A common misconception is that you don’t have to think about long-term care issues until you’re in your retirement years. However, starting Medicaid planning in your 30s offers significant benefits and no downside. The same tactics that protect assets for long-term care also help you save for retirement, provide a legacy for your children, and avoid the time and expense of probate. Medicaid planning should be an integral part of your estate plan and discussed with your attorney to ensure it meets the needs of you and your family through each stage of your lives.
What Is Medicaid Planning?
If you need long-term care in the future, your options are to pay for it out of your own pocket, get long-term care insurance, or try to qualify for Medicaid. That’s because Medicare and your health insurance policy only provide very limited coverage. Individuals who don’t prepare in advance are forced to deplete their assets and end up on Medicaid. However, with Medicaid Planning, you utilize various tactics to preserve your assets and still qualify for Medicaid. Anyone can likely reap the rewards of proper planning.
How Can You Benefit From Medicaid Planning in Your 30s?
Starting to plan in your younger years means you likely won’t need to worry about the Medicaid lookback period which prohibits you from transferring assets within a certain number of years of applying for Medicaid. This ensures you are protected if you should end up needing care before you expected.
What Assets Should You Be Protecting in Your 30s?
The top three assets of most families can easily be preserved through Medicaid planning.
- Your house. This is probably your most valuable asset and is easy to protect with a Medicaid Asset Protection Trust. Putting your house in a trust doesn’t affect your use of the home and it can still be sold and replaced with a new one. As long as the owner of the house continues to be in the trust, Medicaid will only look at the original date when you transferred your first house into the trust for purposes of the lookback period.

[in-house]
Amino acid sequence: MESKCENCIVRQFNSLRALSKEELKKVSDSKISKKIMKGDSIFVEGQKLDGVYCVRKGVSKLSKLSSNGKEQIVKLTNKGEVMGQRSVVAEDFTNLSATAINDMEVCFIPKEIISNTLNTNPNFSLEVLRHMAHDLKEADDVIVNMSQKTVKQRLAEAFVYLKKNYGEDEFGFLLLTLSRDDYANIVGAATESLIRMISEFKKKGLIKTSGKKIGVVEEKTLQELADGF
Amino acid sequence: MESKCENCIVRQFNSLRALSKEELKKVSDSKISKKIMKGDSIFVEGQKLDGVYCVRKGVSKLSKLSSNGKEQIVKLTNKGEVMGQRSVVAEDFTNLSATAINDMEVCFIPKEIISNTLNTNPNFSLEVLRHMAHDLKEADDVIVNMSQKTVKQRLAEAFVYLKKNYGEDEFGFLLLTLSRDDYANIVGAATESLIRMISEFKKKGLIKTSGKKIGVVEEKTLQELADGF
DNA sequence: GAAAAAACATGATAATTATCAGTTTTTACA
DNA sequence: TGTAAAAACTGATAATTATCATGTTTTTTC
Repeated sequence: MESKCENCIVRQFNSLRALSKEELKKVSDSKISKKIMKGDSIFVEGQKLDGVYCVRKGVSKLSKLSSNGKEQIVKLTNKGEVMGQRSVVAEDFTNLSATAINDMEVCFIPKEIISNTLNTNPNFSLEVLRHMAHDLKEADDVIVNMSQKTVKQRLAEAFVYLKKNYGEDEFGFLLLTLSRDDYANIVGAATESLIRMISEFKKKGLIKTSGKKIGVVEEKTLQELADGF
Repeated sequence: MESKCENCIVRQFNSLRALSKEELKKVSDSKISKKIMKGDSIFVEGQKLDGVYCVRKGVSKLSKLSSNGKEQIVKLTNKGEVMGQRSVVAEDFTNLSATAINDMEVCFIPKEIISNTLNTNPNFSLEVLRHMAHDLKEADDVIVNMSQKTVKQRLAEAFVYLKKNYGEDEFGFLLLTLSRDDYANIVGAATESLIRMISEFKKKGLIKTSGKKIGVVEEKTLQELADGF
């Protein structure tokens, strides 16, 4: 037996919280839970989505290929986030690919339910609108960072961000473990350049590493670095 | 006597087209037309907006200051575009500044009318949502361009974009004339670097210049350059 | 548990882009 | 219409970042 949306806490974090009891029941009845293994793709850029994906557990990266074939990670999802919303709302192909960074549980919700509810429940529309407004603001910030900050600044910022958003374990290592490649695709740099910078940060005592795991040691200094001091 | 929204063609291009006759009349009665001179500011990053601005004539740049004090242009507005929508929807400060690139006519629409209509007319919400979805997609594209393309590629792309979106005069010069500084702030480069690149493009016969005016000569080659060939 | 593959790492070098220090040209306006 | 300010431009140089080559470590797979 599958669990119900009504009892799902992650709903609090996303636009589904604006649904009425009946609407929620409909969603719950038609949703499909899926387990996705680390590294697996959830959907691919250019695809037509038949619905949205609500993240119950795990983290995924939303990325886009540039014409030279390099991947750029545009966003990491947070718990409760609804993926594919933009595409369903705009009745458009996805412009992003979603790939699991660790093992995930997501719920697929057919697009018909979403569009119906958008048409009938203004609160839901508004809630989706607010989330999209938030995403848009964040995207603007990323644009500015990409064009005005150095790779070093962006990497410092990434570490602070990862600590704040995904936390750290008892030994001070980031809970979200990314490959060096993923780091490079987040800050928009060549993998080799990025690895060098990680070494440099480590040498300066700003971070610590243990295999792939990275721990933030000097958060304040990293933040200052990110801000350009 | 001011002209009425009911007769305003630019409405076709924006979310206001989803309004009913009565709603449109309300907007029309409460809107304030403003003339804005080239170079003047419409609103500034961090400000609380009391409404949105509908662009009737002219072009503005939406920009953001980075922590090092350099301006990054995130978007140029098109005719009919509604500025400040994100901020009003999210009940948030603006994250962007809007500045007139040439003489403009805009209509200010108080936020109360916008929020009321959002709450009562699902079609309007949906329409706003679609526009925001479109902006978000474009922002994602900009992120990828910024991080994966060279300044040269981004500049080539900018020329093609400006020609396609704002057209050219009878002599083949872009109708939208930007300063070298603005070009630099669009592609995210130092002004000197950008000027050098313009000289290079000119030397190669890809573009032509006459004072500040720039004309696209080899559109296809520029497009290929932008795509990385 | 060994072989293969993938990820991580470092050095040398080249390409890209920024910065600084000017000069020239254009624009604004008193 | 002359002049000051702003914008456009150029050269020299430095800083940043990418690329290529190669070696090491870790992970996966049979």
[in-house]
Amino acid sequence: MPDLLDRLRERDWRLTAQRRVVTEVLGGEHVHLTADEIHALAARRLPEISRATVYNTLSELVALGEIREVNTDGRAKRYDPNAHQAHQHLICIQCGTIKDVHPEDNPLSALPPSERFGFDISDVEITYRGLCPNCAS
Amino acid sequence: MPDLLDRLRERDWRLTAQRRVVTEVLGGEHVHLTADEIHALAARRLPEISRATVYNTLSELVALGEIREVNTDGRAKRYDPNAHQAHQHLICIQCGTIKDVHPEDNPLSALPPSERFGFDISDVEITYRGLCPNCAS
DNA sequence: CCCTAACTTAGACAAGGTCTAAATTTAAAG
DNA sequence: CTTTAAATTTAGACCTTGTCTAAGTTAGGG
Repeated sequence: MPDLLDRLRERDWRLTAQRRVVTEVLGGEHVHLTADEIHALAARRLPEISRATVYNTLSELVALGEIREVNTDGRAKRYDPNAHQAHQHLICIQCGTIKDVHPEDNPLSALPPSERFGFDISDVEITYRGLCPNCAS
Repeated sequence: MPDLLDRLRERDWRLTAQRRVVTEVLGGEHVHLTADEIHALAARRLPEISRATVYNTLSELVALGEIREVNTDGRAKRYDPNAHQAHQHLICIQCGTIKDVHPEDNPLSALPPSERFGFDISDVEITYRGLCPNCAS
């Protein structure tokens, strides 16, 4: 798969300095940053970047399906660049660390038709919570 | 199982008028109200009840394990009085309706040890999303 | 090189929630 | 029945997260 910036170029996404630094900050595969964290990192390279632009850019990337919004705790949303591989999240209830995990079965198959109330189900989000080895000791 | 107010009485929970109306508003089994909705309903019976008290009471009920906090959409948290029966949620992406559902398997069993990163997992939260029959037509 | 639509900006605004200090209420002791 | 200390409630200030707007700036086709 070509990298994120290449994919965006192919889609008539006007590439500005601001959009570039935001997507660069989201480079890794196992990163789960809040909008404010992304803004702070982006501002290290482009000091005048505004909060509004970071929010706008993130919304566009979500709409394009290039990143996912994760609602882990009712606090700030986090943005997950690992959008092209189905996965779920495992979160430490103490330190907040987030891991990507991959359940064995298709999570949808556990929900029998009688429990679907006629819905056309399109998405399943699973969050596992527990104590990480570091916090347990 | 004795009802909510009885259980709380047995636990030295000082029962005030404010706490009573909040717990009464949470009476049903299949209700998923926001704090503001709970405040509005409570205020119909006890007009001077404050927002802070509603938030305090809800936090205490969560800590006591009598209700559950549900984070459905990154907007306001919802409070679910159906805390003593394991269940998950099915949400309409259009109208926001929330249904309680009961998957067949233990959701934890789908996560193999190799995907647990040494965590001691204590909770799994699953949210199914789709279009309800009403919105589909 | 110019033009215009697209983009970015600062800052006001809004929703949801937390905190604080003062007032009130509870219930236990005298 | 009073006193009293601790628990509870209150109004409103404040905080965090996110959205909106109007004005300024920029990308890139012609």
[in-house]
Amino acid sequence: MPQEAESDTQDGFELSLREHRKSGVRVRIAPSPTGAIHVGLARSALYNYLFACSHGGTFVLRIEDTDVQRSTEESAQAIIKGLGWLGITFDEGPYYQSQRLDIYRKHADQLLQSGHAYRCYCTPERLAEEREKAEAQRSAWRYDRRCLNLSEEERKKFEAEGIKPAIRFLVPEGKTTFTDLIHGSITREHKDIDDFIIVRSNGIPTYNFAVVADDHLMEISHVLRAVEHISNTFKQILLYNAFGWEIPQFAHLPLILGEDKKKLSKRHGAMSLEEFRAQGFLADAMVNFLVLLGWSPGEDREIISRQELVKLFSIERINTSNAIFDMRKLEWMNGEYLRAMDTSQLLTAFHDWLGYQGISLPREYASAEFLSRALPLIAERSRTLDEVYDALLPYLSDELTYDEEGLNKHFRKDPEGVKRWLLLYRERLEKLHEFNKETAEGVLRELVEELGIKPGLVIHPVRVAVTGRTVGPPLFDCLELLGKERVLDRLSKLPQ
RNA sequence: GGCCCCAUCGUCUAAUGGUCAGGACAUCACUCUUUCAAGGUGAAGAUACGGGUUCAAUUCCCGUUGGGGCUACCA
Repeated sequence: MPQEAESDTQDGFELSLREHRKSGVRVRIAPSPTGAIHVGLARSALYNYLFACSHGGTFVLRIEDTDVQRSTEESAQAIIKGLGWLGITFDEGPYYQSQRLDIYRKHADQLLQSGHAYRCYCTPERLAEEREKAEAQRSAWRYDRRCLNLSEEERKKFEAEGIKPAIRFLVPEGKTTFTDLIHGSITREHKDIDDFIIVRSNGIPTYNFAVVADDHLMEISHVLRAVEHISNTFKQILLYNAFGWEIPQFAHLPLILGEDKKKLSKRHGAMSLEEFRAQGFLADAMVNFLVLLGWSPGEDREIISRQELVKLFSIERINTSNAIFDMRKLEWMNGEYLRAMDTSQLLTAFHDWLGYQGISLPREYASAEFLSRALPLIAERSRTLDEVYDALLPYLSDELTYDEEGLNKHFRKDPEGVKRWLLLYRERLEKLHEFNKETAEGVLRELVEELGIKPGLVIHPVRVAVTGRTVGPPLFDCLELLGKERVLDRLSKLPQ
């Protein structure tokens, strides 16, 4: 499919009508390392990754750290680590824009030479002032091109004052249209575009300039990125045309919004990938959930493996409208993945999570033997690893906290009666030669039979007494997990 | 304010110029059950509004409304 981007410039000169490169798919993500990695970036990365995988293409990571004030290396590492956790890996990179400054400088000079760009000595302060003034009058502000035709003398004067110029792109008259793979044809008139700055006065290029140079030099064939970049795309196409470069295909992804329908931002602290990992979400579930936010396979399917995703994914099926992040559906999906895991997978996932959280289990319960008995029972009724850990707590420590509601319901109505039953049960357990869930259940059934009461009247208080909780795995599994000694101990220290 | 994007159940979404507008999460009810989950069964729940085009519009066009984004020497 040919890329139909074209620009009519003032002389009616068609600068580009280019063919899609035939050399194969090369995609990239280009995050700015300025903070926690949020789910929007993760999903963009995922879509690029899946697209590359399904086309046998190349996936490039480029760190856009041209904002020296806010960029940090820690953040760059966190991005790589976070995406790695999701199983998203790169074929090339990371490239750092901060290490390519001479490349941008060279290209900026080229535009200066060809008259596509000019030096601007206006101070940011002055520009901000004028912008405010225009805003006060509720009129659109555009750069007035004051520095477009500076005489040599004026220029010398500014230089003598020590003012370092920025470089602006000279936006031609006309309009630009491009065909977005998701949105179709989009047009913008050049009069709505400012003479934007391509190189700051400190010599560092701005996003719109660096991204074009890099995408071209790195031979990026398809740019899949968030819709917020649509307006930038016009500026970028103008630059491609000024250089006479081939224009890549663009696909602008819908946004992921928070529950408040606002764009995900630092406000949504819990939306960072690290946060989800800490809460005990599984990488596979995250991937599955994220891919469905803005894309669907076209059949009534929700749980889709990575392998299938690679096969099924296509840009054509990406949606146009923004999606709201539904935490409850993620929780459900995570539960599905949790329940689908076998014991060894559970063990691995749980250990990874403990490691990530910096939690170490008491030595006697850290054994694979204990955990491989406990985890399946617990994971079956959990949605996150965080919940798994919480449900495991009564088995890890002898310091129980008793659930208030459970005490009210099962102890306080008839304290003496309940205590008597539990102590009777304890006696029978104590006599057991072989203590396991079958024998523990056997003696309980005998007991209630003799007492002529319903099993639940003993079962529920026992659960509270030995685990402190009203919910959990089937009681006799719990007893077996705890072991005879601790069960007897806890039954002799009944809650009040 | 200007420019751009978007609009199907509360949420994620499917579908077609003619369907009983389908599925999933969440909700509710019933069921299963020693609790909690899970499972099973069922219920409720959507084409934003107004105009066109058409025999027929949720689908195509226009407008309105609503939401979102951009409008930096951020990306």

You have two options for placing your house in a trust. Either the trust can buy the house or you buy the house and then transfer it into the trust. Generally, having the trust buy the house is less expensive. However, if you have a mortgage, the bank will probably want your name on the loan documents, not the trust, so you will have to buy the house and then transfer it. You also will want to name the Trust as an additional insured on your homeowner’s insurance policy.
- Your retirement accounts. Such accounts are exempt assets for purposes of qualifying for Medicaid provided they are in pay-out status, meaning you are withdrawing your Required Minimum Distribution (RMD) every year. The RMD is counted as income for Medicaid eligibility but the rest is protected and no lien can be placed on the account. If you need long-term care before your account is in pay-out status, you can choose to put your account in pay-out status early.
There are a few important caveats here. You can put your account into pay status as soon as you want, but you may pay penalties for early withdrawal. In many cases, the penalties are worth paying because you can qualify for Medicaid and preserve other assets. If you have a Roth IRA, you may not have a penalty for early withdrawal, which may encourage you to put more retirement money into Roth vs traditional IRAs. However, there is a risk. Currently, Medicaid treats Roth and traditional IRAs the same even though there is no RMD for Roth IRAs. In the future, that could change, which could make Roth IRAs a countable asset in determining Medicaid eligibility.
How Much Should You Put into a Medicaid Asset Protection Trust?
It’s important to only transfer what you can afford and that you consult an attorney regarding putting certain protections in place. You also want to avoid costly mistakes that may disqualify you from Medicaid or result in tax or other problems. An experienced lawyer can advise you regarding the best way to protect your assets and help you revisit your plan over the years as your needs and family life changes.
Our attorneys have provided estate and Medicaid planning assistance to many families to help them achieve peace of mind. Complete the inquiry form here to set up your consultation.